SustainAbility: Look for alternatives to factory-farm food
Many of you have recently seen the eye-opening documentaries “Dirt! The Movie” and “Food, Inc.”
With spring rapidly approaching, now is the perfect time to look at local alternatives to food grown on factory farms.
You can become more closely involved in food production even if you are not ready to start a home garden by joining Community Supported Agriculture, CSA, or a community garden.
The Cameron Place CSA located in Palisade provides local families and businesses, such as restaurants and bed and breakfasts, with locally grown, organic produce. The farm grows fruits, vegetables, herbs and flowers on more than seven acres.
According to the Web site, Cameron Place utilizes “sustainable techniques emphasizing long-term productivity and health of the land.”
Community Supported Agriculture works because community members make a financial investment in the farm prior to the start of the growing season. In return, members receive a share of produce for the 18-week period from early June to early October. Several sizes and types of shares are available.
This year, our local CSA also requires a small work investment, as little as two hours of farm-related work over the course of the season.
Gearing up for their sixth growing season, the staff is still offering shares at this time. Membership Coordinator Melanie Ettenger said spots are filling up at a steady pace and anticipates reaching the goal of 150 shares by the end of March. For more information, go to http://www.cameronplacecsa.com or call Ettenger at 402-8364.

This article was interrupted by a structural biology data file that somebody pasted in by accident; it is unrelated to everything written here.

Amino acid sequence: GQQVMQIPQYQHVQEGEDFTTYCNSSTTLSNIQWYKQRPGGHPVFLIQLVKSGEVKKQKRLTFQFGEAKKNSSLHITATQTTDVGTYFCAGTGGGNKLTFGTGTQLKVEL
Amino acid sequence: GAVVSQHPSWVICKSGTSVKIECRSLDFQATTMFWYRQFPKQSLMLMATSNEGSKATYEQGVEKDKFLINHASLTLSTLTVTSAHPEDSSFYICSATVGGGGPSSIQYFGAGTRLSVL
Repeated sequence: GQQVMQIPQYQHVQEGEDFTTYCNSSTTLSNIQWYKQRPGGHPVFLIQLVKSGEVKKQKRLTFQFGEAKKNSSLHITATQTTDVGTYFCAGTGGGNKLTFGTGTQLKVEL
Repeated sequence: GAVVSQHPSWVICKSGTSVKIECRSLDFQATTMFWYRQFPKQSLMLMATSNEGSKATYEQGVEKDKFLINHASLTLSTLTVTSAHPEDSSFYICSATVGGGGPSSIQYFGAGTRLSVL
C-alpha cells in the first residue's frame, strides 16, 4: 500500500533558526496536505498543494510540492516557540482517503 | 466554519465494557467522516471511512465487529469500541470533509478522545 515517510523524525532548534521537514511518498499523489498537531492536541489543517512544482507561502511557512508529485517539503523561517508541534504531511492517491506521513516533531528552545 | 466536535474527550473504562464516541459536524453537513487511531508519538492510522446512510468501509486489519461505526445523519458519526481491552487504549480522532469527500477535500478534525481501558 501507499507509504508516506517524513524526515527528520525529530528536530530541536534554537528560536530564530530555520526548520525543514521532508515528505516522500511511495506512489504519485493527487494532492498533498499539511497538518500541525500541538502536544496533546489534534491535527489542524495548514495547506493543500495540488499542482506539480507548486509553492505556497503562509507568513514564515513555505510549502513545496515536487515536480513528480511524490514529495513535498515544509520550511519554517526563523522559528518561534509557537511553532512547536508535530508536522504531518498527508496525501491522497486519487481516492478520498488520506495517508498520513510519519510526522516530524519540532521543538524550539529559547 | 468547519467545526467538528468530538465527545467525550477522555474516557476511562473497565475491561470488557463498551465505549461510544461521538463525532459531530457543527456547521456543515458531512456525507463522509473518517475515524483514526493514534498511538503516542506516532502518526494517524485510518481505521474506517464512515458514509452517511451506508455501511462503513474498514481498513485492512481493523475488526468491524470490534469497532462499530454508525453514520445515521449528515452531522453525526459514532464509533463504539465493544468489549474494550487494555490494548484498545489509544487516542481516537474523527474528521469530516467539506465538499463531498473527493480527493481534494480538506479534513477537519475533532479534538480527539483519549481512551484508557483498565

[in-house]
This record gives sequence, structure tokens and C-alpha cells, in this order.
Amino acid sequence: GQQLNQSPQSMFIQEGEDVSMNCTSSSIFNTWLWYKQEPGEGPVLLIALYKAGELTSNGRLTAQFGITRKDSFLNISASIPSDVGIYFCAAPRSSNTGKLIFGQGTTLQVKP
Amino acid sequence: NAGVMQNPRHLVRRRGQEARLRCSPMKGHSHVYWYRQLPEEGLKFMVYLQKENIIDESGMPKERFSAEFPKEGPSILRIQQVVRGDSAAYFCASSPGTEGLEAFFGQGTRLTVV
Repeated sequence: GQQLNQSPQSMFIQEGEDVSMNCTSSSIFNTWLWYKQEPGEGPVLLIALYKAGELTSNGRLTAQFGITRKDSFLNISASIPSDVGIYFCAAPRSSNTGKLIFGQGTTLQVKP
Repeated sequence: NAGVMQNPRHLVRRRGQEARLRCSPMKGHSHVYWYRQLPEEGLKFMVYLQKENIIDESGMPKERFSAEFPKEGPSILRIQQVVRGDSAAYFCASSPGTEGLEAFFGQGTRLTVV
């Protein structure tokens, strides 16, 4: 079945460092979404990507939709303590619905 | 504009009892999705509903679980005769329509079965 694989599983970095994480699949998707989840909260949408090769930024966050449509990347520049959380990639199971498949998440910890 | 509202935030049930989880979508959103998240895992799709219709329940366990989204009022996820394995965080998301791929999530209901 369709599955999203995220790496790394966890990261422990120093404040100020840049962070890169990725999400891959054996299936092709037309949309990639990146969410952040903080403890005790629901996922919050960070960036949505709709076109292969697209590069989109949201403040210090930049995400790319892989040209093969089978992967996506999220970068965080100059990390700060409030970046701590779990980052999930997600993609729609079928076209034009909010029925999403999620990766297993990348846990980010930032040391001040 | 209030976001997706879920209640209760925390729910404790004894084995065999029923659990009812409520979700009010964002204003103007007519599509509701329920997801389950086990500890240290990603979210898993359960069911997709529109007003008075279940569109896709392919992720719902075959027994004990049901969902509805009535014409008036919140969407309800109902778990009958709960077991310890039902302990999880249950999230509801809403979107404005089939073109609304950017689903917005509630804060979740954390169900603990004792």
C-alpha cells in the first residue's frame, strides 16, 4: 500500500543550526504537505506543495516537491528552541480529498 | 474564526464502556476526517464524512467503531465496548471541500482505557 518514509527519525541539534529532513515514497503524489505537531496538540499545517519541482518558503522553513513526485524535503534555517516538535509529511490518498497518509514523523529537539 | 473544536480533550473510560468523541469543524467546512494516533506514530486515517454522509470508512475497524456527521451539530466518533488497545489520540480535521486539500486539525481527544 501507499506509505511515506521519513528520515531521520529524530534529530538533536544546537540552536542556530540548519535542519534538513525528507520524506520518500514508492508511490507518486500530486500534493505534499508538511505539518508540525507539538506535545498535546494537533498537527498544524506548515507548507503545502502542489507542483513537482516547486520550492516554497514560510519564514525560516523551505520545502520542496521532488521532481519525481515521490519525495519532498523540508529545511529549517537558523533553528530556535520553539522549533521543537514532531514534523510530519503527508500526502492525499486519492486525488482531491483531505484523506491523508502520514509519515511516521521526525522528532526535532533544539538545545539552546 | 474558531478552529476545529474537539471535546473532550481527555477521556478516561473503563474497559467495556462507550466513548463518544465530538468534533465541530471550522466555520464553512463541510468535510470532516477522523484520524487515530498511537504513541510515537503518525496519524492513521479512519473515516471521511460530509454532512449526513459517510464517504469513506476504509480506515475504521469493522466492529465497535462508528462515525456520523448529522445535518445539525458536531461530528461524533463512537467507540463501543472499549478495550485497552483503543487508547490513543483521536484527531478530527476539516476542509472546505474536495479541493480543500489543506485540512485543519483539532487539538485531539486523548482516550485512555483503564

Growing your own produce at a community garden is another option for getting in touch with your food.
Last year, Cameron Place helped launch a community garden in Grand Junction on the north side of Main Street between 10th and 11th streets.
This year, Cameron Place staff will help get things going but plans on maintaining minimal oversight as community gardeners increase responsibility. You can even arrange for work at the community garden to be applied as work investment for the CSA. Go to http://www.gjmainstreetcommunitygarden.com for more information.
Potentially, there is another opportunity for community gardening this year.
If all goes as planned, the new Grand Junction Community Garden at the Library will be a combined effort of Colorado State University and Mesa County Libraries with an assist from the city of Grand Junction.
Curt Swift, CSU Tri River Area Extension agent, is working hard to secure a lease agreement so plots can be available for planting mid-April.
Once an agreement is reached, the land will be cleared and prepared. CSU will spearhead the project, shouldering the cost for irrigation lines, coordination and instruction.
The garden will be located directly north of the Central Library on Ouray Avenue between Fifth and Sixth streets.
The plans include 24 plots about 20 feet by 20 feet. There will be a small fee for use of the good-sized plots and more than one family can work each plot.
Gardeners will sign a contract establishing a commitment to the land through the growing season. They will be also be responsible for providing tools and seeds needed for clearing off any remaining debris and planting.
The extension service will provide lots of support including workshops during the growing season.
Swift said aspiring gardeners who attended his four workshops at the library were given first dibs to sign up for the project. About a dozen people have expressed interest in having a plot in the budding community garden.
Kathy Portner, with the city of Grand Junction, said the city will put up signs and provide water for the first year of the project to educate the public about wise use of water for gardening.
Of course, you can also frequent farmers markets or purchase organic products at Natural Grocers and other grocery stores to minimize exposure to industrial agriculture.